• Compliance costs for enterprises were reduced by 35 percent by helping simplify business regulations with the World Bank Group assistance over the last five years;
  • 1,700 new businesses in high-value agriculture, livestock and small industries, and 7,000 new jobs were created since 2007 with the support of projects financing rural development;
  • Over 400,000 farmers benefited from high quality services of the Rural Development Agency (ACSA), created with the  World Bank assistance;
  • More than 50 export-oriented companies benefited from affordable long-term financing through a Bank-funded credit line;
  • Over 400 companies benefited from co-financing through a matching grants facility, including 206 businesses that adopted international quality management standards and another 210 companies that used business development services;
  • New Investment Promotion and Export Development Strategies were developed and are being implemented to stimulate Moldova’s economic development;
  • Moldova’s new Food Safety Agency (ANSA) helps modernize the food safety management system and facilitates market access for farmers, and it runs now with renovated offices and laboratories;
  • Moldova has improved the rules for corporate financial reporting, gradually adopting international practices.

Building a More Efficient Public Sector

  • More than 420,000 people benefitted from electronic public services under the Governance e-Transformation Project;
  • Moldova is implementing a new e-Transformation Policy and more than 40 laws and bylaws on electronic public services;
  • Through Open Government Data and Government Services Portals people can access now more than 880 government data sets and 131 electronic public services, such as e-Invoice, e-Visa, e-Integrity, e-Applications for Criminal Record and Activity Licensing, e-Registration to Social and Health Insurances Systems, Governmental Documents and the Records Management System, Enterprise Content Management Platform, M-Pass, M-Signature, M-Pay, M-Connect, etc;
  • Public institutions save money and time by using the shared computing infrastructure M-Cloud, as 35 public institutions already migrated their information systems to the M-Cloud;
  • More than 2,200 public servants and other employees of central and local public agencies received e-government training;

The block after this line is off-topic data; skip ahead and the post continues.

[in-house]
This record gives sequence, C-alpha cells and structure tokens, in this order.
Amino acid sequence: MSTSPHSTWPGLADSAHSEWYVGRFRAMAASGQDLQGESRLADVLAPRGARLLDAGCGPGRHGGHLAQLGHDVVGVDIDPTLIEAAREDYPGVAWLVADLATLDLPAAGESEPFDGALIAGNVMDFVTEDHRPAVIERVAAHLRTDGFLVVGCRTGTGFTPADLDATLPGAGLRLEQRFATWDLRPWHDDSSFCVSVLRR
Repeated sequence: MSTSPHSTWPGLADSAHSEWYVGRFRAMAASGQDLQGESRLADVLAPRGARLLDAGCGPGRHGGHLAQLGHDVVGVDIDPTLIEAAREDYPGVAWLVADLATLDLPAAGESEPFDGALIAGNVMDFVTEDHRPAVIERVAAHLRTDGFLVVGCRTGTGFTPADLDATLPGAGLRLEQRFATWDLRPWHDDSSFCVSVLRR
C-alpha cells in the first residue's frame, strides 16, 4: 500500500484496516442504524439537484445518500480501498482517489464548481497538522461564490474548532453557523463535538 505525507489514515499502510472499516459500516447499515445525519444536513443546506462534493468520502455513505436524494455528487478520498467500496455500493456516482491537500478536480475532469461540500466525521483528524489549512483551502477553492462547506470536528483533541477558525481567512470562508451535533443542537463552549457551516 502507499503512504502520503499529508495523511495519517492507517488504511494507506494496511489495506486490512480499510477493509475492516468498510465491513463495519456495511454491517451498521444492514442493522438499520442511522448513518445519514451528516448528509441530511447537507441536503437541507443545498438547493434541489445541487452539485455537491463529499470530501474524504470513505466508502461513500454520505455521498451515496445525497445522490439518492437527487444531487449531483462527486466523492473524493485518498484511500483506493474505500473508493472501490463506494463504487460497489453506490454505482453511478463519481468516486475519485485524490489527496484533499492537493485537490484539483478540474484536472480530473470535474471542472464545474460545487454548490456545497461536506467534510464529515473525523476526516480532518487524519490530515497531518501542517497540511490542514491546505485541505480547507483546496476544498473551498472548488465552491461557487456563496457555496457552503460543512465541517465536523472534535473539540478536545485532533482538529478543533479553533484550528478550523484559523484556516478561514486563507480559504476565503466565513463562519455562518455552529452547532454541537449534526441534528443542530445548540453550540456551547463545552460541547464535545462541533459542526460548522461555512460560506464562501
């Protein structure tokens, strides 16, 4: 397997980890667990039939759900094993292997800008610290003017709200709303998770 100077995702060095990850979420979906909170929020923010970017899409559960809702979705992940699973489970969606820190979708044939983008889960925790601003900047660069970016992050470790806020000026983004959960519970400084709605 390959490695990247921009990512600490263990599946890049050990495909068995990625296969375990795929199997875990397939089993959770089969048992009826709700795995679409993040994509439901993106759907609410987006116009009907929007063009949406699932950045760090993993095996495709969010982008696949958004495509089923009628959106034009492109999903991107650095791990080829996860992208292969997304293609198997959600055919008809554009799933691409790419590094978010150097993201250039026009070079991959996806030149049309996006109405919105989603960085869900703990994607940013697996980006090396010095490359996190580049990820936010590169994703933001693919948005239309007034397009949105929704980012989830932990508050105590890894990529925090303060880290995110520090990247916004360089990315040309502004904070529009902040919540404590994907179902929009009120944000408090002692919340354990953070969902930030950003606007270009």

• Over 10 million Civil Status Archive files and over 17 million Cadastral Archives files were digitized, improving access to the data;
  • Moldova is now implementing EU-compatible legislation on the civil service and public administration;
  • The new civil service legislation helped introduce merit-based recruitment, making it more transparent and clear “who does what in Government”;
  • The new human resources management system Civil Service Register has improved efficiency in personnel data management, in human resources reporting and in decision-making;
  • Ministries must undertake inter-ministerial and public consultations on policy documents and draft legislation under the new Law on Transparency in Decision Making, ensuring a better and more participative decision-making process.

Improving Education

  • 65 pre-school institutions were renovated, 600 received teaching materials – 42 percent of the national total – and 6,000 managers and teaching staff received modern training.
  • A new education management information system covering general pre-university education is in place, and school report cards are being produced and distributed annually to those institutions informing stakeholders of how their school performs on key indicators compared to the national average.
  • The revised national testing of all 4th and 9th grade students was completed and its results analyzed and publicly disseminated.
  • 100 percent of primary and secondary general schools have budgets allocated on a per-student formula.